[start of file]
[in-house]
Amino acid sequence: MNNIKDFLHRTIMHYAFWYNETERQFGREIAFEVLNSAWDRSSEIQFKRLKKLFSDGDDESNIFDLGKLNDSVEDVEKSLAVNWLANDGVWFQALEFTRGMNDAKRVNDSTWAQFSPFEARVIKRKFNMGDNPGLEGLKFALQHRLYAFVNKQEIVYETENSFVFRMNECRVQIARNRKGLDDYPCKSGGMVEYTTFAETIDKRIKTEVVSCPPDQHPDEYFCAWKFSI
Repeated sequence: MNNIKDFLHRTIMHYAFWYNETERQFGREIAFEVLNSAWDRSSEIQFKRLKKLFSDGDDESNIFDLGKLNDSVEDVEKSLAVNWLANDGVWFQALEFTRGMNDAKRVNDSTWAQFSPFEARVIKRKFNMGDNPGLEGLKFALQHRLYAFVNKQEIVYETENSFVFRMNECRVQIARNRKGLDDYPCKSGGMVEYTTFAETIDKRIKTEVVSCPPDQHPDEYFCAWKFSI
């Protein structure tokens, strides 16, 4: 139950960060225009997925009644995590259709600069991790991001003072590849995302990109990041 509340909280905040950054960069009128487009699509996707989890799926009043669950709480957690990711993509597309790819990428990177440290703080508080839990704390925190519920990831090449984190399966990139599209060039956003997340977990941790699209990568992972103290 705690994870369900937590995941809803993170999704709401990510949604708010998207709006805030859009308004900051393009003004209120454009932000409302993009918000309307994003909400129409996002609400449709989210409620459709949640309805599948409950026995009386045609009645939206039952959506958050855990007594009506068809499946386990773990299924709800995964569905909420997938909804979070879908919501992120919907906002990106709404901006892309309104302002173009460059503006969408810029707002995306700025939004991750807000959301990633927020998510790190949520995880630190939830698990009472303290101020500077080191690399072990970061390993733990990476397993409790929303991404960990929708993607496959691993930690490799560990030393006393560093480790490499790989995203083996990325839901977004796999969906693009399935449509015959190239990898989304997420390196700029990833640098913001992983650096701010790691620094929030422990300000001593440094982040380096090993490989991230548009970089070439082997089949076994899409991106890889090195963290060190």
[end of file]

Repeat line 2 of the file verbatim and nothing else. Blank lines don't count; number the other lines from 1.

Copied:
Amino acid sequence: MNNIKDFLHRTIMHYAFWYNETERQFGREIAFEVLNSAWDRSSEIQFKRLKKLFSDGDDESNIFDLGKLNDSVEDVEKSLAVNWLANDGVWFQALEFTRGMNDAKRVNDSTWAQFSPFEARVIKRKFNMGDNPGLEGLKFALQHRLYAFVNKQEIVYETENSFVFRMNECRVQIARNRKGLDDYPCKSGGMVEYTTFAETIDKRIKTEVVSCPPDQHPDEYFCAWKFSI